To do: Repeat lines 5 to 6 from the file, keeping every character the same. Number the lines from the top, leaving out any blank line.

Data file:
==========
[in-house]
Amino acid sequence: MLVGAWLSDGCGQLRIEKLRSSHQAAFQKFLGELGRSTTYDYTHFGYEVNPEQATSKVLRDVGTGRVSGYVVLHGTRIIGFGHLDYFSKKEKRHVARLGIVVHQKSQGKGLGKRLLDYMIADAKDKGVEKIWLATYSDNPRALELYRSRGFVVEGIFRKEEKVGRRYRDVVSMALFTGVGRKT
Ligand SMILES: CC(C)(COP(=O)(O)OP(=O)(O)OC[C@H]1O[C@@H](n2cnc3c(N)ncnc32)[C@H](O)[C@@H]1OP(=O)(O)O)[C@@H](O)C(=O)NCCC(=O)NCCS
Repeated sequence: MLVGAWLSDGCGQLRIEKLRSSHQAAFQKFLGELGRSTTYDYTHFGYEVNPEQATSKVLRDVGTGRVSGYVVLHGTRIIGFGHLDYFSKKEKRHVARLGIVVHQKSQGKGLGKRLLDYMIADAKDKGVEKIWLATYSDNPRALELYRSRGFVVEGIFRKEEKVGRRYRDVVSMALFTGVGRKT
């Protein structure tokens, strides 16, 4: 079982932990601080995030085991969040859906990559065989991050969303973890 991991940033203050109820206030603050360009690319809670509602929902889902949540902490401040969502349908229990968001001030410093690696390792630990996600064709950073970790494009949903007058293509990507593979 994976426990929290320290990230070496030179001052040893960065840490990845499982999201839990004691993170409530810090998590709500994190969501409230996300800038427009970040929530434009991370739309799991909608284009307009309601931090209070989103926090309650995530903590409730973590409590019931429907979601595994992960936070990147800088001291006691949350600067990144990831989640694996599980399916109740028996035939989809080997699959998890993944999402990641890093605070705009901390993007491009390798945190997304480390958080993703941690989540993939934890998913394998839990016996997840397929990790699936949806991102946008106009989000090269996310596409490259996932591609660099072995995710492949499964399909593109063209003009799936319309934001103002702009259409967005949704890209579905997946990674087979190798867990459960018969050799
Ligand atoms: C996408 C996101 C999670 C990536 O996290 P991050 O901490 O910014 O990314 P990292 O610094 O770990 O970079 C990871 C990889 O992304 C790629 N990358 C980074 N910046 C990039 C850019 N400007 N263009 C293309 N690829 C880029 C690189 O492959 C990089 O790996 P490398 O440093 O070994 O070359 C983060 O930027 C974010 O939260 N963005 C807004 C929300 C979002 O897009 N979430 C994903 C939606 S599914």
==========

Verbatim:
């Protein structure tokens, strides 16, 4: 079982932990601080995030085991969040859906990559065989991050969303973890 991991940033203050109820206030603050360009690319809670509602929902889902949540902490401040969502349908229990968001001030410093690696390792630990996600064709950073970790494009949903007058293509990507593979 994976426990929290320290990230070496030179001052040893960065840490990845499982999201839990004691993170409530810090998590709500994190969501409230996300800038427009970040929530434009991370739309799991909608284009307009309601931090209070989103926090309650995530903590409730973590409590019931429907979601595994992960936070990147800088001291006691949350600067990144990831989640694996599980399916109740028996035939989809080997699959998890993944999402990641890093605070705009901390993007491009390798945190997304480390958080993703941690989540993939934890998913394998839990016996997840397929990790699936949806991102946008106009989000090269996310596409490259996932591609660099072995995710492949499964399909593109063209003009799936319309934001103002702009259409967005949704890209579905997946990674087979190798867990459960018969050799
Ligand atoms: C996408 C996101 C999670 C990536 O996290 P991050 O901490 O910014 O990314 P990292 O610094 O770990 O970079 C990871 C990889 O992304 C790629 N990358 C980074 N910046 C990039 C850019 N400007 N263009 C293309 N690829 C880029 C690189 O492959 C990089 O790996 P490398 O440093 O070994 O070359 C983060 O930027 C974010 O939260 N963005 C807004 C929300 C979002 O897009 N979430 C994903 C939606 S599914």